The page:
On the eve of joint practices with the Jacksonville Jaguars on Wednesday and Thursday, the Vikings continued training camp sessions. Daniel House takes you inside another training camp notebook!
Updated: August 14, 2018, 6:00 p.m.
By: Daniel House
On the eve of joint practices with the Jacksonville Jaguars on Wednesday and Thursday, the Vikings continued training camp sessions. On a steamy day, the team didn’t practice in pads and focused primarily on passing work and installation. There was more action between the defensive backs and wide receivers to evaluate the growth each position group has made throughout camp.
Here are a few small takeaways from a short practice. Most of them are related to the skill players because there were no pads for the players up front.
One of the highlights of the day came when Kirk Cousins drove a deep wheel route to running back Dalvin Cook. Cousins fired the ball deep and placed the pass perfectly for Cook, who had two steps on linebacker Eric Wilson. Cook is looking extremely comfortable on the field and has dual-threat ability. His pass-catching ability, combined with his explosive nature as a runner, will allow offensive coordinator John DeFilippo to use him very creatively in the offense. If DeFilippo follows past trends, all of the running backs will be prominently featured in the passing game.
Hughes’ development is impressive
The Vikings ran plenty of 11-on-11 and DB/WR 1-on-1 drills, which tested the team’s route-running and coverage skills. Cornerback Mike Hughes was a stand-out performer throughout the day. For a few snaps, he mixed into the first-team nickel package and beautifully covered Stefon Diggs to force an incompletion in team drills. Earlier in the 1-on-1 drills, he also ran step-for-step with Adam Thielen, who snapped off his out inside. Hughes rotated his hips and showed off all of his quickness to stay tight and force an incompletion. He is so far advanced from a technical standpoint and possesses very rare athletic traits. Hughes could carve out more playing time in a rotational fashion due to his rapid growth and comfort level. After watching the developmental track of both Xaiver Rhodes and Trae Waynes throughout past training camps, Hughes has exceeded where those players were at this point in their careers.
Treadwell is continuing to flash
Offensively, wide receiver Laquon Treadwell was one of the top performers. He was getting separation off a variety of routes and had two excellent red zone grabs. During team drills, Treadwell displayed excellent body control in the back corner of the end zone to shield cornerback Horace Richardson for a touchdown grab. He also had a notable win against Xavier Rhodes on a comeback, where he was physical at the stem to gain separation. Earlier in 1-on-1 drills, he beautifully high-pointed a pass over cornerback Trae Waynes to complete a fade in the back corner of the end zone. He has improved his ability to get separation via a variety of different routes, while flashing improved ball skills, too. After watching Treadwell for the past few camps, this is by far the best progress he has made. He continues to clearly receive the No. 3 receiver reps, which shows the level of confidence the coaching staff has in his skill-set. In past camps, Treadwell was buried down low on the depth chart, but he’s progressed enough to carve out a role in 3-WR sets. Also, I think the nagging injury Treadwell suffered in last year’s training camp drastically impacted his confidence.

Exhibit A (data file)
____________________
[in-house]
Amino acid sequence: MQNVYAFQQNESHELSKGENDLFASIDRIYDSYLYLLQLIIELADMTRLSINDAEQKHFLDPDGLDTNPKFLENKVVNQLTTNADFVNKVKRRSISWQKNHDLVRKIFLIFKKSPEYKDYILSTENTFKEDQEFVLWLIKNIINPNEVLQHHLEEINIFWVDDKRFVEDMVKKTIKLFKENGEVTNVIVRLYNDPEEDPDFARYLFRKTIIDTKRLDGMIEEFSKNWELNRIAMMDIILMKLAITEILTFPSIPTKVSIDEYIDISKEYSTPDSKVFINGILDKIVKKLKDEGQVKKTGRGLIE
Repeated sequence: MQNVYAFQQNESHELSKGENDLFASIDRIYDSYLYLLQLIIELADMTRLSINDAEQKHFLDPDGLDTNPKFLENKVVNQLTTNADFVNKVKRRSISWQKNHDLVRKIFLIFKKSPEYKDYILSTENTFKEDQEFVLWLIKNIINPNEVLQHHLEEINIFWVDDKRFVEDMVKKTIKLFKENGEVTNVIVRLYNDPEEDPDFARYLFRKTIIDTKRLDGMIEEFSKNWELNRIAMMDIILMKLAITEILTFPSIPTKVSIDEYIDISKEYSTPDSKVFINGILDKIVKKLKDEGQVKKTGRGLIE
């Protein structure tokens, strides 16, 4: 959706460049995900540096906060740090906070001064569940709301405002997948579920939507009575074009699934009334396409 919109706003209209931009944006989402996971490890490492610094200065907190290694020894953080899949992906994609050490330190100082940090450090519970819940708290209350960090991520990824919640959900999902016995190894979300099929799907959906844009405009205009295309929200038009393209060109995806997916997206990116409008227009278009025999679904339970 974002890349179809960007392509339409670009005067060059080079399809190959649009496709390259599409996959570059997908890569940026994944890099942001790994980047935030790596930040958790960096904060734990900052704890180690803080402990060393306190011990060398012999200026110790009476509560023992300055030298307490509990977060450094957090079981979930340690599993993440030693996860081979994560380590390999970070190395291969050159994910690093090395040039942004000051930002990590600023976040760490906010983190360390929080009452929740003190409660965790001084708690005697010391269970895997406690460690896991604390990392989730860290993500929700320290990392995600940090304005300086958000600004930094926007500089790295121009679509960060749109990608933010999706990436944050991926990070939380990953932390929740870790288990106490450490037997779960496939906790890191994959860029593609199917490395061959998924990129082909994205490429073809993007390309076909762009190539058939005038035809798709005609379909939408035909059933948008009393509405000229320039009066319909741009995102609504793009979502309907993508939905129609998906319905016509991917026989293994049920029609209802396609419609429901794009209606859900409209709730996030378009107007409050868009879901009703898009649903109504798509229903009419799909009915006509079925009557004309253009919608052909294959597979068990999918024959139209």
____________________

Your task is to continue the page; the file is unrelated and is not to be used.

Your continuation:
Now, the third-year wide receiver has to apply all of these improvements to games.
Chad Beebe has also been a strong performer throughout the past two practices. He caught an impressive deep post on Monday and added a quick slant against Mackensie Alexander in 1-on-1 drills. Beebe has very light feet and an ability to finesse defensive backs at the route stem. He was slowed up by an injury during the mid-point of camp, but is emerging again.
In addition, Kendall Wright ran a beautiful quick slant on Mike Hughes and added a smooth out against Horace Richardson in the same drill. Wright has been rather quiet in camp and will need to perform well in the preseason to fend off young competition at the position.
Barr participates in team work
Linebacker Anthony Barr practiced in team drills after working exclusively within individual drills on Monday. He was moving well and looked comfortable after missing a few practice sessions. During one of the team drills, he had a pass breakup as Kirk Cousins tried to complete a long-developing screen. Barr is going to be a player worth watching this season as the Vikings experiment with his role as a pass rusher. When Barr wasn’t on the field, Eric Wilson continued to see snaps with the firs-team unit.
Kickers tested again
Kickers Daniel Carlson and Kai Forbath went 6-for-6 during the team session of practice. They were tested on a range from 33 to 54 yards. The kicks had plenty of room and distance at all kicking depths. The battle will continue in the preseason, but Carlson’s bigger leg might give him the advantage at this point.
Stacy Coley, Brandon Zylstra, Mack Brown and Tashawn Bower were all present for practice, but did not participate. Everson Griffen and Rashod Hill were not spotted on the field. Mike Remmers practiced, but only went through individual work for the second consecutive day.
Big couple days approaching
Over the next two days, the Vikings will host the Jaguars for joint practices, beginning with a morning walkthrough from 10:30-11:30 a.m. and a 2:45-5:10 p.m. afternoon session.